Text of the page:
A Ph.D. at WPI applies scientific inquiry and in-depth investigation to tackle modern challenges facing humanity. Graduates are well positioned for careers in industry, government, and academics due to the grounding in the physical and life sciences combined with an understanding of frontiers of interdisciplinary research.
The Ph.D. program offers separate degrees in biochemistry and chemistry. As an applicant, if you are unsure whether your interests lie in chemistry or biochemistry, you may find clarification in identifying the research that interests you from our faculty webpages.
Funding and health benefits
Graduate students pursuing a Ph.D. are full-time students that are paid stipends based on assistantships for teaching or research (i.e. a T.A. or an R.A.). Ph.D. students are eligible for full health/dental insurance benefits, and the tuition fee is waived.
Coursework requirements are tailored for each student's needs and goals in order to best equip them for their research efforts. See our course listing for a description of our currently-offered courses.
The flexibility of the Ph.D. program is particularly useful for students interested in pursuing an interdisciplinary course of study. Students may take courses in departments outside of Chemistry and Biochemistry, such as Biology and Biotechnology, any of several engineering departments, and WPI's School of Business.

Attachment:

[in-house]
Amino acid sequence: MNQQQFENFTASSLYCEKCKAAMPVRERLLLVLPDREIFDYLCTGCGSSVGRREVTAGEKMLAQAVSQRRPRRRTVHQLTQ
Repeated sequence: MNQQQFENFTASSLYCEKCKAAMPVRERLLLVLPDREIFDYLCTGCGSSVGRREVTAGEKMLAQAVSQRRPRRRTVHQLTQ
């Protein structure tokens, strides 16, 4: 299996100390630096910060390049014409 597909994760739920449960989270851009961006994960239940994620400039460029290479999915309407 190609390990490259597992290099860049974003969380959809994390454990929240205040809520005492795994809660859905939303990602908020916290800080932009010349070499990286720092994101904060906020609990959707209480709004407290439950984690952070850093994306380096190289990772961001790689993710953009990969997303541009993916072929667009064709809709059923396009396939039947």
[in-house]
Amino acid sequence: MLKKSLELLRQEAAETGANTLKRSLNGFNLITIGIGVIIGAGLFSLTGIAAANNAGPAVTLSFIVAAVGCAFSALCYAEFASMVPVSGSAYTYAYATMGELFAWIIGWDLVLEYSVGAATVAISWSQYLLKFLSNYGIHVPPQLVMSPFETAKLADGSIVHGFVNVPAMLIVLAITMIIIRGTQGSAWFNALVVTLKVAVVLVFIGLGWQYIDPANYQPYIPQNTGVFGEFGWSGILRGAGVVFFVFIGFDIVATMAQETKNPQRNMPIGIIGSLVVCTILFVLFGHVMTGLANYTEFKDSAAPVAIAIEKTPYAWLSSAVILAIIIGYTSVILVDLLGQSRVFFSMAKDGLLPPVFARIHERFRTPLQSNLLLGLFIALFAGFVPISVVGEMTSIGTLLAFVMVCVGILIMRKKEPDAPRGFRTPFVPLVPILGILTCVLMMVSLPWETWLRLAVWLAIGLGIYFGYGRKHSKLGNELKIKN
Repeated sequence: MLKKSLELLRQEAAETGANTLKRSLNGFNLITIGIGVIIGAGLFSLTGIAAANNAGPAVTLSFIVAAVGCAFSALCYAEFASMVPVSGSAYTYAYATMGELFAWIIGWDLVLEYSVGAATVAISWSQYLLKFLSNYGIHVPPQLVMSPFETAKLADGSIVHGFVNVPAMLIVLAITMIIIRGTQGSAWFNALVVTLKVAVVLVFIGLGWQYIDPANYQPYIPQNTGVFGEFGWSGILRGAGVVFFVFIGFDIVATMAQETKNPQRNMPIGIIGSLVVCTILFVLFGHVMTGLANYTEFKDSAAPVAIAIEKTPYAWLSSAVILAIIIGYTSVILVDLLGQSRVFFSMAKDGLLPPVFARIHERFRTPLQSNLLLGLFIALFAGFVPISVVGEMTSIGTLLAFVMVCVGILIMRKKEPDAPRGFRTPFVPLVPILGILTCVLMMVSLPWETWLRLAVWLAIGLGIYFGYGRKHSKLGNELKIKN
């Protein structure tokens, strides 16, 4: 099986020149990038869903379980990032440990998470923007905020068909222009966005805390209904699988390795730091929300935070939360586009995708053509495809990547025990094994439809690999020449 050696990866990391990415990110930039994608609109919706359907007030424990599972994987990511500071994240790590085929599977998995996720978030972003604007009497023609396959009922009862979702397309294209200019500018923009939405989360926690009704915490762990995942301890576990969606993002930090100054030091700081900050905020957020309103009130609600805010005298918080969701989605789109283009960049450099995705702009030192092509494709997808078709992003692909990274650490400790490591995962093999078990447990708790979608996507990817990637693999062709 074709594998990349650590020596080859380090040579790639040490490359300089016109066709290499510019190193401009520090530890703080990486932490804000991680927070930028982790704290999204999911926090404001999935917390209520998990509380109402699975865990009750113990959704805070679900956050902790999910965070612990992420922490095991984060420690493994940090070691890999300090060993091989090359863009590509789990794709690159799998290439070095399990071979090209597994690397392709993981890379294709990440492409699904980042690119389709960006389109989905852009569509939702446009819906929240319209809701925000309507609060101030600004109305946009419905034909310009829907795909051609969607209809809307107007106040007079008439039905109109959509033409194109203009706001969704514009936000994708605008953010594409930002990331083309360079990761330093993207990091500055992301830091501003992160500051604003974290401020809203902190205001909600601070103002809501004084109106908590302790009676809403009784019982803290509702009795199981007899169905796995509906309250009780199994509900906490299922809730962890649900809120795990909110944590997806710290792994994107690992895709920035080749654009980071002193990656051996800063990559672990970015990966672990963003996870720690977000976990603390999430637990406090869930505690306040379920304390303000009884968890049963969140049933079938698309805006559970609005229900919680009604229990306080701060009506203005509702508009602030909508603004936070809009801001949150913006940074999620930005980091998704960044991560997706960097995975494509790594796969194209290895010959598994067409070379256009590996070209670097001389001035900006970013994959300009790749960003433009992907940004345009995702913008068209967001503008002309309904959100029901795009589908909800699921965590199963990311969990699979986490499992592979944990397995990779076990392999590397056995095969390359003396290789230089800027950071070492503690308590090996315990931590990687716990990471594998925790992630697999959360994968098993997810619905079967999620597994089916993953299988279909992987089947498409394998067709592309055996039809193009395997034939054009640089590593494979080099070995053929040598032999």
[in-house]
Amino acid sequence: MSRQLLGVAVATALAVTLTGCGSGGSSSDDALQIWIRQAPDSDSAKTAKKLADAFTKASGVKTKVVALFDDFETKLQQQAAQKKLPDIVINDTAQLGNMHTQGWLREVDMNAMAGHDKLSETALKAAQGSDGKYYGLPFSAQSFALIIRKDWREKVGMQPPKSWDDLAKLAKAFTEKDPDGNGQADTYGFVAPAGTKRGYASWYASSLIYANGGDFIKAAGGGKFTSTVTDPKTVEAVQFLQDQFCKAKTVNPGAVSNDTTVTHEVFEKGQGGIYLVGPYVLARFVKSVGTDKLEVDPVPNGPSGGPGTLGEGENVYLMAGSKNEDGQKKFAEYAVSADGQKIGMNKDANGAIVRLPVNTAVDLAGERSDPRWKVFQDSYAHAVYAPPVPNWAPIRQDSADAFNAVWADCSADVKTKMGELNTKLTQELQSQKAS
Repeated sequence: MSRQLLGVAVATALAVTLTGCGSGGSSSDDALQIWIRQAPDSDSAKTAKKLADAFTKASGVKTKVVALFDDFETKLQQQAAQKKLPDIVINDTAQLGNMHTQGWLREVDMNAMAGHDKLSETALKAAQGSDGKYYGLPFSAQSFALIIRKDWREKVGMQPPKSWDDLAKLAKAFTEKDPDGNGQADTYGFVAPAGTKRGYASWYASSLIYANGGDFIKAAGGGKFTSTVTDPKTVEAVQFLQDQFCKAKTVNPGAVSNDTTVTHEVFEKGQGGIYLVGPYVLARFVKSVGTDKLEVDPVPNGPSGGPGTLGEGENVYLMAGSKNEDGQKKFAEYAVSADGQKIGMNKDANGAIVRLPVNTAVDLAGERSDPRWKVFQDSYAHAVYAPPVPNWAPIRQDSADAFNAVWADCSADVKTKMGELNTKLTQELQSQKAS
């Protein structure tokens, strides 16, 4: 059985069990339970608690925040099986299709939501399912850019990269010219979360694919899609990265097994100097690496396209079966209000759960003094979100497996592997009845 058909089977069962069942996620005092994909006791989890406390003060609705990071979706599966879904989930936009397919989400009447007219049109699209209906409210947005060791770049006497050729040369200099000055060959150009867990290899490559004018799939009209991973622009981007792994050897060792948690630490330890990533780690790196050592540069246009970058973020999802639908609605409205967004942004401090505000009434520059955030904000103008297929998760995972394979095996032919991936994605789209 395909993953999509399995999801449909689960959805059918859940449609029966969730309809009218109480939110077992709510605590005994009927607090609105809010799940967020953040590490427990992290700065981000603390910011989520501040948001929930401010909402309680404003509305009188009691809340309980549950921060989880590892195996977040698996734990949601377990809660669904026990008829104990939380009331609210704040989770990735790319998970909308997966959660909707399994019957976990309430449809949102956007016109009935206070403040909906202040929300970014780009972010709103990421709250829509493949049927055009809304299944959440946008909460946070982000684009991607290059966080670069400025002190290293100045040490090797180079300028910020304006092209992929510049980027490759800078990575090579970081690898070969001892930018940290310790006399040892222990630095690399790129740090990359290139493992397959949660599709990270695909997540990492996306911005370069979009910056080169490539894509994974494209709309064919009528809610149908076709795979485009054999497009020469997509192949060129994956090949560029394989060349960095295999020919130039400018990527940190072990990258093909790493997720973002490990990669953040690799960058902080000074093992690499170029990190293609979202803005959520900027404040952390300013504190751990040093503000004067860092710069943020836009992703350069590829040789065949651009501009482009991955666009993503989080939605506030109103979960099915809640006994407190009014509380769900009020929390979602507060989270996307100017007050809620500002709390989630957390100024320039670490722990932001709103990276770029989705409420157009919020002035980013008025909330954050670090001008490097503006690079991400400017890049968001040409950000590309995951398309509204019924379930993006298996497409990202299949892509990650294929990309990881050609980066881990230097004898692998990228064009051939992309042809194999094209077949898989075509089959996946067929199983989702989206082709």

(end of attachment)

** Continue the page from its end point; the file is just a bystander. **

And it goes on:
Research is the cornerstone of the Ph.D. experience. We encourage you find out more about the research going on in the different groups in the department on the homepage of the Chemistry & Biochemistry Department. Under the Faculty tab, you can find a list of our faculty members with descriptions of their research and links to their respective research group webpages. Prior to admission, we suggest that applicants identify three faculty members with whom they would envision doing research.
Collaborations with researchers inside and outside the United States enable learning with others from different backgrounds and across traditional disciplinary boundaries.
Students are expected to select a research advisor by the end of the first semester of matriculation.
Seminars and conferences
Seminar participation and external speaker series aim to provide a current and representative picture of the research landscape.
Second year progress report
Prior to the end of the third semester of residence, the student must submit a written and an oral progress report to the dissertation committee of at least four faculty members, including the research advisor, at least two more members of the department, and at least one person from outside the department.
Before formal admission to doctoral candidacy, Ph.D. students must take the qualifying examination in their field of specialization. The examination should take place before the end of the second year of residence.
To fulfill the final Ph.D. degree requirement, the candidate must submit and defend a dissertation to his or her dissertation committee.